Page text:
His take-no-prisoners attitude on the court has made him one of the league's most reliable shot-blockers and fearsome defenders. It's the same attitude that enabled him to prevail in his battle with kidney disease, a far more impressive and inspiring success than anything he's accomplished in basketball.


Robert Horry, F, San Antonio Spurs (No. 11, Houston)

Horry's timing and good fortune have been as solid as anyone in the NBA since he arrived, from helping the Rockets to two titles in the seam of Michael Jordan's first retirement to building his reputation as a clutch playoff performer during his ring-a-ding stints with the Lakers and the Spurs. But he really needs to talk to an attorney about getting that "Mr. Big Shot" label back from Chauncey Billups.


Latrell Sprewell, F/G, out of league (No. 24, Golden State)

He was such an unknown when Don Nelson reached down for him deep in the first round, it took nearly half his rookie season for P.A. announcers to stop pronouncing his name "Sprool," as in jewel. Sprewell played with a fury unsurpassed even by Jordan during his 13 seasons, an intensity that bubbled over and cost him dearly in the P.J. Carlesimo incident and a career-ending contract squabble.


P.J. Brown, F, Chicago Bulls (No. 29, New Jersey)

One of the game's true gentlemen, Brown was mortified when his most famous basketball act, years afterward, remained his body-slam of Knicks guard Charlie Ward in the 1997 Eastern Conference playoffs, a flash of temper that triggered a melee and probably won the series for Miami. Brown later polished his reputation way beyond that moment, adding the NBA's sportsmanship award in 2004 to the citizenship award he'd won previously and becoming known as a mentoring teammate and classy opponent.




Christian Laettner, F, out of league (No. 3, Minnesota)

Laettner was doomed with the expansion Timberwolves from the start, bringing a Duke superiority complex to his first NBA locker room. Fact is, the Blue Devils were superior to that rag-tag Wolves team, but all the attitude did was alienate teammates. Some of the best entertainment on game nights came afterward, when Laettner and Chuck Person would rip each other to reporters from opposite sides of the room.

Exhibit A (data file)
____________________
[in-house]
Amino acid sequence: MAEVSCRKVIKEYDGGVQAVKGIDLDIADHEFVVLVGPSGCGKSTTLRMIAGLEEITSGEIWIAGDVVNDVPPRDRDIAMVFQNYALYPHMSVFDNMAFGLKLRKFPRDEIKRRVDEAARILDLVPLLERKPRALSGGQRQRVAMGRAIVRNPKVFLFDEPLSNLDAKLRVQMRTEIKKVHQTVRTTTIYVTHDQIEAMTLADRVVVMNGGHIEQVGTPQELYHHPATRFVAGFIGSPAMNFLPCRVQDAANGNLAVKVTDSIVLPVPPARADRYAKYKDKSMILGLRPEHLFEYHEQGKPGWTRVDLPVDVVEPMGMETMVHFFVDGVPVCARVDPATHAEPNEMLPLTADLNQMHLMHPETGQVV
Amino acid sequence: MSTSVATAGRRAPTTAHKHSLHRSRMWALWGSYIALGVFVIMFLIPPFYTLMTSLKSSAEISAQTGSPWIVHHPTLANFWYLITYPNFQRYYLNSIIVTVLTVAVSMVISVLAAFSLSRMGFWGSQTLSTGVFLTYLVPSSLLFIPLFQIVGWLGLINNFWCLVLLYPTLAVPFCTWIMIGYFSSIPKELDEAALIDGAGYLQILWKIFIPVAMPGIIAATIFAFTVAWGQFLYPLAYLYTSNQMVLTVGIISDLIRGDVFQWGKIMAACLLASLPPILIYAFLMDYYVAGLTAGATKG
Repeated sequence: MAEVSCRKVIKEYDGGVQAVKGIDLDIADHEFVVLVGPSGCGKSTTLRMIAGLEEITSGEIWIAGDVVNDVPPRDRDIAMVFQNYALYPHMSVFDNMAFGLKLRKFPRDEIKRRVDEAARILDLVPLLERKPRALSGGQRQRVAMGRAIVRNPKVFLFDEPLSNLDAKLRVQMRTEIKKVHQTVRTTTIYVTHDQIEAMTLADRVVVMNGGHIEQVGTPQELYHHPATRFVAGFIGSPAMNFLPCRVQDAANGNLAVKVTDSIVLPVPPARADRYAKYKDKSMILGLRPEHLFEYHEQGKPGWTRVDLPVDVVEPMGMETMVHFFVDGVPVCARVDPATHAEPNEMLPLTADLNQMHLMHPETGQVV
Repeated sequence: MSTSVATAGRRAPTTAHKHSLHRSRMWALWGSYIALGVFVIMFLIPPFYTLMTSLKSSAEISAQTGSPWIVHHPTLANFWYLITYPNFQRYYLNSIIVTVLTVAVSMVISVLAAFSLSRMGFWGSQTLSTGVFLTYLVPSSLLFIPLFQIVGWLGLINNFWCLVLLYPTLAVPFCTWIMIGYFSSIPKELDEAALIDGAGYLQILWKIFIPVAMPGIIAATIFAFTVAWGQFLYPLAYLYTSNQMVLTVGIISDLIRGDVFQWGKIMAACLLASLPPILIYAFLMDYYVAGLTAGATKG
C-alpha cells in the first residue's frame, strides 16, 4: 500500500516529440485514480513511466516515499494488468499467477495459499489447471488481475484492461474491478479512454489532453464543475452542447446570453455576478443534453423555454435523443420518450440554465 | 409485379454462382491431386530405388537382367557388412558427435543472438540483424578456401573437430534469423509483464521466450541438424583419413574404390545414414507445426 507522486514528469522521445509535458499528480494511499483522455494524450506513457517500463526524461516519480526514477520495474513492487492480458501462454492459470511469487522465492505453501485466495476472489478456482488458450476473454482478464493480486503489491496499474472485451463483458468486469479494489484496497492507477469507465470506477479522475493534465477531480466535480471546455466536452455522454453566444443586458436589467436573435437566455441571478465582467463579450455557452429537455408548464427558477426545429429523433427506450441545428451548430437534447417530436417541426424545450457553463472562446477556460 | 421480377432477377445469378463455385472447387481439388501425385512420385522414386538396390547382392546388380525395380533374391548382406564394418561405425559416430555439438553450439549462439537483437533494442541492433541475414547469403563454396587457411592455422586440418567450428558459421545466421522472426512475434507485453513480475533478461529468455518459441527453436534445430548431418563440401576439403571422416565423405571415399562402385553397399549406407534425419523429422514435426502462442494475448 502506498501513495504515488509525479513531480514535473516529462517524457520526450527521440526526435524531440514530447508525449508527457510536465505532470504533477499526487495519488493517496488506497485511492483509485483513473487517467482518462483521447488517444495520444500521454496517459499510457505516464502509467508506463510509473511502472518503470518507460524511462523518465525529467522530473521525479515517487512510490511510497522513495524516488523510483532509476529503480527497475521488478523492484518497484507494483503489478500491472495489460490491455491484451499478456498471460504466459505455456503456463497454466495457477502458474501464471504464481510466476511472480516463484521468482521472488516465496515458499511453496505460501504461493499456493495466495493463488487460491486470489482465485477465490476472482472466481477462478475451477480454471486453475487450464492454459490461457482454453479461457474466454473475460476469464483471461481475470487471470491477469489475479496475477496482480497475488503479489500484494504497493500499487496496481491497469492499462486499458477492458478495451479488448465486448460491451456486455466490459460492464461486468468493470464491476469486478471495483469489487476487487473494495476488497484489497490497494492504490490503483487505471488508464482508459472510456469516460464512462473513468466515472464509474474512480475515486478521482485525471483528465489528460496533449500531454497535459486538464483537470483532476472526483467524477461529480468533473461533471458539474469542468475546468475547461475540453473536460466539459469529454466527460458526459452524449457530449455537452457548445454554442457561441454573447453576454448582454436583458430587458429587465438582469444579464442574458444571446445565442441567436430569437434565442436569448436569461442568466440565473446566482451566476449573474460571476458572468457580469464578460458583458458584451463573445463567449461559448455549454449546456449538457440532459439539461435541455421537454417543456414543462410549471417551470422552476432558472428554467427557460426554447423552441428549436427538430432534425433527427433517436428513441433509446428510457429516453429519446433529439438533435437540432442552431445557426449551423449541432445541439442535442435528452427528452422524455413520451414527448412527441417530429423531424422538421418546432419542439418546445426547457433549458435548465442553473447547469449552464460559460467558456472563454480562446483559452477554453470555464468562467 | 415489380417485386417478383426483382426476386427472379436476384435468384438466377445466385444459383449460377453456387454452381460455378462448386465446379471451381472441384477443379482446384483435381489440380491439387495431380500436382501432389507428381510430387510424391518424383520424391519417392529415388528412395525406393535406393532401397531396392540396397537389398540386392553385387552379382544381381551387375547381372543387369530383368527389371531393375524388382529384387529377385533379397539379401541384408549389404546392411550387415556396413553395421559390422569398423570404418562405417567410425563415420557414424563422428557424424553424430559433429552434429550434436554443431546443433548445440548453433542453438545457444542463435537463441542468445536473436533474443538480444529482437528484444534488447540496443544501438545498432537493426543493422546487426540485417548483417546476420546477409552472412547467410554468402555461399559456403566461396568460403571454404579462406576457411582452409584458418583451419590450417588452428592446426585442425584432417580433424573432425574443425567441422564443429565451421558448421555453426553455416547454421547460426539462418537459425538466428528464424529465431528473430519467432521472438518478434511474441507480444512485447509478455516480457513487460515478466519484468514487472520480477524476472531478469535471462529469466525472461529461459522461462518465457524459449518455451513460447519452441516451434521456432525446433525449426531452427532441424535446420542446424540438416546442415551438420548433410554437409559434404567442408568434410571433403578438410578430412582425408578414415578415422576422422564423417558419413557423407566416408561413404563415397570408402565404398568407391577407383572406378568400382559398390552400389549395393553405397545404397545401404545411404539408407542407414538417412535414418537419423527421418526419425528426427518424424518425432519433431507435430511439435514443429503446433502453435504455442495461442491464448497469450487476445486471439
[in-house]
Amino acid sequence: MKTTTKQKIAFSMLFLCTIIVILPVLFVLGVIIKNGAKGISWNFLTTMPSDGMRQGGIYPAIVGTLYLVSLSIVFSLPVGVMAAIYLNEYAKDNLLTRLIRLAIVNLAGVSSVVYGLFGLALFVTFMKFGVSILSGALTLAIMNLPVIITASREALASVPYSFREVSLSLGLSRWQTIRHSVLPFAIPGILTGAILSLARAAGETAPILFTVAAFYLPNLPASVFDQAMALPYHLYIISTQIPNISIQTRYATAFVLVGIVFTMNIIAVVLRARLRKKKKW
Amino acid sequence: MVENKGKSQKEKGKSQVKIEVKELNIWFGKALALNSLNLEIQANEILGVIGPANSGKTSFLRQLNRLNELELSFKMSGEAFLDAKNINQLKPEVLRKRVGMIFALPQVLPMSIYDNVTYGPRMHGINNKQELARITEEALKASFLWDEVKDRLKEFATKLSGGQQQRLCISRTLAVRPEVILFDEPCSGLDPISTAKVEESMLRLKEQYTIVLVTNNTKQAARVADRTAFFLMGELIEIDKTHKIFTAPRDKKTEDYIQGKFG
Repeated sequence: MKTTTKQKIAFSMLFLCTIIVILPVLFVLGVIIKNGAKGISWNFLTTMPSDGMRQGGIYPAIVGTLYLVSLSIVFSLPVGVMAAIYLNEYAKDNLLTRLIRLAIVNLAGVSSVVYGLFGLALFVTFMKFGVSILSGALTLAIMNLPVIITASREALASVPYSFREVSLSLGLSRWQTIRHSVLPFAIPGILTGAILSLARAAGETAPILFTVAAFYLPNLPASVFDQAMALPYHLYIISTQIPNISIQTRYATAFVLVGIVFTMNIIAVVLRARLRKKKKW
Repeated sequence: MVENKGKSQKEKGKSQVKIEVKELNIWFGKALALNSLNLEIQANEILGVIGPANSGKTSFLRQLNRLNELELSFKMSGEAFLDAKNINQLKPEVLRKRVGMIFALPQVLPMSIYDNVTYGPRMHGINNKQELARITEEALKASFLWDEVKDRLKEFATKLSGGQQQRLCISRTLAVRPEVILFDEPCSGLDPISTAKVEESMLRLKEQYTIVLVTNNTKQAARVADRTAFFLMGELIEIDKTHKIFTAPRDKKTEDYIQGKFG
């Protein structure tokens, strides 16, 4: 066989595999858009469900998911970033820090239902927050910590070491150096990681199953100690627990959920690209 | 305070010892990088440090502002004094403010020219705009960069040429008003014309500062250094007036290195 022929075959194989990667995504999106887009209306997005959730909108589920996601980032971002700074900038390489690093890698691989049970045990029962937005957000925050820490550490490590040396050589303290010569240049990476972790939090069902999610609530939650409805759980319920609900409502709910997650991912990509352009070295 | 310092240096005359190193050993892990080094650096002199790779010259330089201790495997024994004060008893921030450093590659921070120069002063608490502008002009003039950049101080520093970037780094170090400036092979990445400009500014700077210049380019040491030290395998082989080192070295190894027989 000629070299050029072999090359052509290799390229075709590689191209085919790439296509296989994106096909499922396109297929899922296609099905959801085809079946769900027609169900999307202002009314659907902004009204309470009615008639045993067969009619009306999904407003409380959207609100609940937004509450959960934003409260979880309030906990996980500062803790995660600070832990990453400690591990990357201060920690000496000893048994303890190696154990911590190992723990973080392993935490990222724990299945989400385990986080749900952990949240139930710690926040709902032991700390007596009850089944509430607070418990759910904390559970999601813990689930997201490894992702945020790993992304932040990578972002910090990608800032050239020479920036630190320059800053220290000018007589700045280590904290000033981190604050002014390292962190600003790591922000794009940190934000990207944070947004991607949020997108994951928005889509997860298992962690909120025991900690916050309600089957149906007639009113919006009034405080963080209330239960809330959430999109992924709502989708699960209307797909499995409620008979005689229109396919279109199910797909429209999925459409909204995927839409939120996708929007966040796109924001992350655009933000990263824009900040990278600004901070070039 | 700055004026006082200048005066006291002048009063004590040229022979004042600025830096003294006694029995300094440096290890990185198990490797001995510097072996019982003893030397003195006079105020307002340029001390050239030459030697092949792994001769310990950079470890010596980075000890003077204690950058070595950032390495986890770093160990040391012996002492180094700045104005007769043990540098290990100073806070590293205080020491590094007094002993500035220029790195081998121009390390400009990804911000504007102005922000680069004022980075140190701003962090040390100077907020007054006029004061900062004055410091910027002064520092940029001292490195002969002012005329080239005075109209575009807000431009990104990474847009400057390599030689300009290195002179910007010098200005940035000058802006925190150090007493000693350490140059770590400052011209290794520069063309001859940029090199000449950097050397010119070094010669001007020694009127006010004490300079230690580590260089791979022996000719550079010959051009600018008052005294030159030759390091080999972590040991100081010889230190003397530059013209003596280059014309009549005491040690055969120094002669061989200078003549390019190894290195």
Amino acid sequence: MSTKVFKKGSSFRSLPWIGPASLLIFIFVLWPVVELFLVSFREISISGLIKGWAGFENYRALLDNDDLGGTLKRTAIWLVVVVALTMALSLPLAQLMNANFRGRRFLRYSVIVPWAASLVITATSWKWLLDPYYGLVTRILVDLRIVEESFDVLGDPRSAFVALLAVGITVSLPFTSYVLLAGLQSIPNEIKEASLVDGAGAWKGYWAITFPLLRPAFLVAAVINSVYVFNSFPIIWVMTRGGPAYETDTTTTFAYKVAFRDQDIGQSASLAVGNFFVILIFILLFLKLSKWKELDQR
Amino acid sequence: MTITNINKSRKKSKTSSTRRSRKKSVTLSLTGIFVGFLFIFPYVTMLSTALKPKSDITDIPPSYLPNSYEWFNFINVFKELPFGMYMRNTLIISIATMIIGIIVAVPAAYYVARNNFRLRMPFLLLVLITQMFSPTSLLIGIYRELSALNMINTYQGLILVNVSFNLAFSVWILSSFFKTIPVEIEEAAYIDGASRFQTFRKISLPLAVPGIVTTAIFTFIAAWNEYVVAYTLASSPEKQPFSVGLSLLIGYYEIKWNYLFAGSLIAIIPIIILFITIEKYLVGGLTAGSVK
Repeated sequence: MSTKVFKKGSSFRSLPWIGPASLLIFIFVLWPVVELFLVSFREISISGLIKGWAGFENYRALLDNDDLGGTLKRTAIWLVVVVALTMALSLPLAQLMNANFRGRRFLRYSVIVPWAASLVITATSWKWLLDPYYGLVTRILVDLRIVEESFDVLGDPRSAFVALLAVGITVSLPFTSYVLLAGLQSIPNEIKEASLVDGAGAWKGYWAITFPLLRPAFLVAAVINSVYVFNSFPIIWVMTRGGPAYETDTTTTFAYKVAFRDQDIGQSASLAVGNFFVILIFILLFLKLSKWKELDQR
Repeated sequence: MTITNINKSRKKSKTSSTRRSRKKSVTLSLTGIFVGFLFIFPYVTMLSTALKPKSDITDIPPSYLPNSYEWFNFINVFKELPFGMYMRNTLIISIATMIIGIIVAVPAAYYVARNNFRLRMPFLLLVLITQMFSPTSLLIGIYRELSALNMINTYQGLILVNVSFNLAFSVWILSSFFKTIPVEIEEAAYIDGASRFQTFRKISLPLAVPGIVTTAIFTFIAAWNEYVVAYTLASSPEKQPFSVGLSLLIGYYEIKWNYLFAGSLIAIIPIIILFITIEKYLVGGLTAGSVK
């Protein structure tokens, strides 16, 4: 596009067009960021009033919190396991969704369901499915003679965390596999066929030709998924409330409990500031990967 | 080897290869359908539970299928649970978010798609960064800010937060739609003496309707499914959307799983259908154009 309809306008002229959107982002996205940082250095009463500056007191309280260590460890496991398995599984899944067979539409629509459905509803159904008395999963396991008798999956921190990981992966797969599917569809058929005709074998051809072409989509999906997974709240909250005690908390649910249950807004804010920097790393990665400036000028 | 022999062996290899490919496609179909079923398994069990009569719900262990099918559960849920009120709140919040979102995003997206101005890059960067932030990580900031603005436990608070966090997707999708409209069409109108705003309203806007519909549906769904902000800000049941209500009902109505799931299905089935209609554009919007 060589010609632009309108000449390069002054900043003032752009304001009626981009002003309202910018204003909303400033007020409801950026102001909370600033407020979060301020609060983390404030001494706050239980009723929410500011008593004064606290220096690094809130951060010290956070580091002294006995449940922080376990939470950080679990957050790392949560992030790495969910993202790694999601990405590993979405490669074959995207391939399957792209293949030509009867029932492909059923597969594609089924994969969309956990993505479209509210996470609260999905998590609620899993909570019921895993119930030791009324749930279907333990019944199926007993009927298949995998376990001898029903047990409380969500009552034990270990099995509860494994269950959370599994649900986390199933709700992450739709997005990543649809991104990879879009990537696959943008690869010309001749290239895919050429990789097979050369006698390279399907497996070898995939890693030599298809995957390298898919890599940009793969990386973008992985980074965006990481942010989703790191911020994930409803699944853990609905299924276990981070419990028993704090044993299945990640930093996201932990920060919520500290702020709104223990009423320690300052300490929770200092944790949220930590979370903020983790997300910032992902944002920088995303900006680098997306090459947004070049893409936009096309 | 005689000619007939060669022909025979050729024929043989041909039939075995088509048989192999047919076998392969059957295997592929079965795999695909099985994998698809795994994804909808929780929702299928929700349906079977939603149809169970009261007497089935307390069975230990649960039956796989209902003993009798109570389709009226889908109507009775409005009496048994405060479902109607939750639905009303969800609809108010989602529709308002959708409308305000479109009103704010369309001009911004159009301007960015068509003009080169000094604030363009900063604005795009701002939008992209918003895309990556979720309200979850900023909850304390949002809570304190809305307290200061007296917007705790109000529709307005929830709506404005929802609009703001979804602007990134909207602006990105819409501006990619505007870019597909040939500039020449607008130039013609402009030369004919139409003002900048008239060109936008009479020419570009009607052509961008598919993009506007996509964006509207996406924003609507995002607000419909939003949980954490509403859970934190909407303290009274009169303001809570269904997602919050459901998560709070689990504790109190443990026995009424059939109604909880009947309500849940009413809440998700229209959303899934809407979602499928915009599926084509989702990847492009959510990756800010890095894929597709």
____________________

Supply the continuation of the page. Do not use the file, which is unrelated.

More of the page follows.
Harold Miner, G, out of league (No. 12, Miami)

They called him "Baby Jordan" for his shaved head and mad dunking ability, and Miner did nail down a pair of All-Star dunk contest titles in 1993 and 1995. But the rest of his game bore more of a resemblance to Reggie Jordan. Or Eddie Jordan. Or Barbara Jordan.


Randy Woods, G, out of league (No. 16, L.A. Clippers)

The slight La Salle product lasted barely three seasons, starting four games for the Clippers and shooting a frosty 34 percent in his backup status. Woods hung on for eight more games with Denver in 1995-96, but it doesn't help his rep, or the Clippers', that Sprewell, Bryant Stith, Tracy Murray, Doug Christie, Hubert Davis and Lee Mayberry still were on the board.


Don MacLean, F, out of league (No. 19, Detroit)

MacLean, who broke Kareem Abdul-Jabbar's scoring record at UCLA, earned the NBA's Most Improved Player award in his second season when his scoring average shot from 6.6 points per game to 18.2. But it slipped in his third season to 11.0 and never recovered. Injuries and then a positive test for steroids in 2000 tainted his career, and he played for seven teams in his final seven seasons.


Oliver Miller, C, out of league (No. 22, Phoenix)

The Really Big O, as the corpulent Miller sometimes was known, had tremendous skills, a sweet nature and zero inclination to maintain the level of fitness he needed for a truly productive NBA career. His talent made up for his poor conditioning early in his career, but by 2001, even the Harlem Globetrotters got fed up with his lack of discipline and cut him. Miller briefly returned to the NBA with Minnesota in 2003-04 and behaved himself nutritionally until the date in January when his contract got guaranteed. That was that.


Steve Aschburner is a senior NBA reporter and columnist, covering the Minnesota Timberwolves for the Minneapolis Star Tribune for 13 seasons and serving as president of the Professional Basketball Writers Association from 2005-07.